Askanesthetician's Blog

An esthetician explores skincare issues and concerns

The Peptide Puzzle: Hype or a Real Breakthrough? November 28, 2011

If you are someone who is interested in anti-aging advances you’ve probably been hearing about peptides for quite some time.  Since being added to skincare products peptides have been touted as a true anti-aging breakthrough and as an ingredient that will revitalize and rejuvenate the skin.  Yet the question remains – are peptides truly an anti-aging breakthrough or is this just a lot of marketing hype?

What Are Peptides and What Do They Claim To Do?

Simply put – a peptide is a chain of amino acids that form a protein.  Peptides have numerous applications when it comes to our health and wellbeing, but when it comes to skincare peptides are said to repair and regenerate the skin and to help rebuild collagen.  But before you go out and purchase a product with peptides in it (these products are usually very expensive) there are a few things to keep in mind:

Peptides are biologically active compounds that closely resemble proteins—both are chains of amino acids. The difference? Peptide chains include fewer amino acids. Generally, a chain with more than 50 amino acids is a protein while those with fewer is a peptide. However, there are exceptions. Peptides are classified according to their length. Therefore, you’ll often encounter terms such as dipeptides—two amino acids; tripeptides—three; tetrapeptides- four; pentapeptides—five; and so on. Although there are probably thousands of naturally occurring peptides, to date, only several hundred have been characterized.1

Peptides play an array of important roles in the body, depending on the type. They may reduce inflammation, enhance antioxidant defense mechanisms, regulate bodily functions and even offer analgesic properties. In cosmeceuticals, three types of peptides are used, including:

  • Signal peptides that encourage fibroblasts to increase production of collagen while decreasing the breakdown of existing collagen;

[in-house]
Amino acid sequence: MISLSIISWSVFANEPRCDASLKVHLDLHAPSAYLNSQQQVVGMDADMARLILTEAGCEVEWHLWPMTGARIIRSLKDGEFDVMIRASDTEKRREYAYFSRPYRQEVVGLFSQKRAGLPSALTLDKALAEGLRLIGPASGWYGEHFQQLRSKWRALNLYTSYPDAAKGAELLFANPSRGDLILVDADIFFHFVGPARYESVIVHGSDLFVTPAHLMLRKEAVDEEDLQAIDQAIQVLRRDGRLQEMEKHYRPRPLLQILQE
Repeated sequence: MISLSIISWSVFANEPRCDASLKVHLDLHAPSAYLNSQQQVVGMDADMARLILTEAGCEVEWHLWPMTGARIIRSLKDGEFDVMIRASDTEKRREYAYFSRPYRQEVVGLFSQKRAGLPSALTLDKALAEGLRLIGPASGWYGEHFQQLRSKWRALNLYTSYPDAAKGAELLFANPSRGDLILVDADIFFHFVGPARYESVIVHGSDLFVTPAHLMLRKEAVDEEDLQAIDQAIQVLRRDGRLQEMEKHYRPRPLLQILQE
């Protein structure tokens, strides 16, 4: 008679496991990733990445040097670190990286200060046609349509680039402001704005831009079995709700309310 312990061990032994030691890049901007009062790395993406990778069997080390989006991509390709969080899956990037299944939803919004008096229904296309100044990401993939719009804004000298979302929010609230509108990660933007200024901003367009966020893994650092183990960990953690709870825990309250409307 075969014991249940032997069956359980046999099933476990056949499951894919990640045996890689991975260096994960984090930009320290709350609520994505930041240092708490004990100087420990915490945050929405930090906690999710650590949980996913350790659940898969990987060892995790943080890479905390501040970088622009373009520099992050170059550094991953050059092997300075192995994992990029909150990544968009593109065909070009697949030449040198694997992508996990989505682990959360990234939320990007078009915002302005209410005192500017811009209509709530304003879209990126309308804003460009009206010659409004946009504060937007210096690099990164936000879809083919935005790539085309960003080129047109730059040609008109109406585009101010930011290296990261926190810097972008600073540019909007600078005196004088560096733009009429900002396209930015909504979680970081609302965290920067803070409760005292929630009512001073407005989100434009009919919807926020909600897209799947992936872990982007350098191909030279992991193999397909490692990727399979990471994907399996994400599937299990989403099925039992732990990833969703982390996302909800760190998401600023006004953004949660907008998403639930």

• Neurotransmitter peptides that limit muscle contraction and, thus, are said to mimic the effects of botulinum toxin; and
  • Carrier peptides that stabilize and deliver trace elements necessary for wound-healing and enzymatic processes.

Given that signs of skin aging, including fine lines and wrinkles, are caused by a breakdown of collagen and elastin—the proteins that give skin strength and elasticity, as well as slow cellular turnover—the abilities of these peptides seem the perfect match for skin care formulations. However, not only are peptides expensive to utilize, in their natural state they also have shortcomings that significantly limit their potential in skin care applications. These shortcomings include the following.

  • Peptides have a large molecular size and are hydropholic (water-liking), so they are unable to penetrate the lipopholic (fat-liking) stratum corneum layer of the epidermis.2 Despite this, peptides are generally unstable in water-based formulations. The presence of water breaks down the peptide bond, rendering it inactive.3
  • Should peptides be absorbed, the abundant presence of enzymes found in the skin can also break down peptide bonds.4

Fortunately, peptides are easily modified to improve their characteristics relative to use in skin care formulations. Chemists have found creative ways to overcome their limitations, such as attaching a fatty acid component to improve absorption into the skin, specific activity and economic feasibility.

Source:Peptides: Ready for Primetime?  by Ahmed Abdullah, MD in SkinInc.

Do Peptides Really Work in Skincare Products?

Here are some more consumer tips to keep in mind before purchasing a product with peptides in it:

Although chemists have found ways to optimize peptides for use in topical skin care formulations, they still face hurdles before they can generate the results anticipated by the consumers who buy them. Assuming the peptide has been modified to improve its stability in skin care formulations, through chemistry, the use of appropriate product packaging and its ability to penetrate the skin, it’s still essential that the product feature an effective delivery system to reach the target area where collagen synthesis, wound-healing and other activities may occur. Only when the peptide is absorbed by the skin and delivered to the targeted area in a stable form will it stand the potential of generating results.1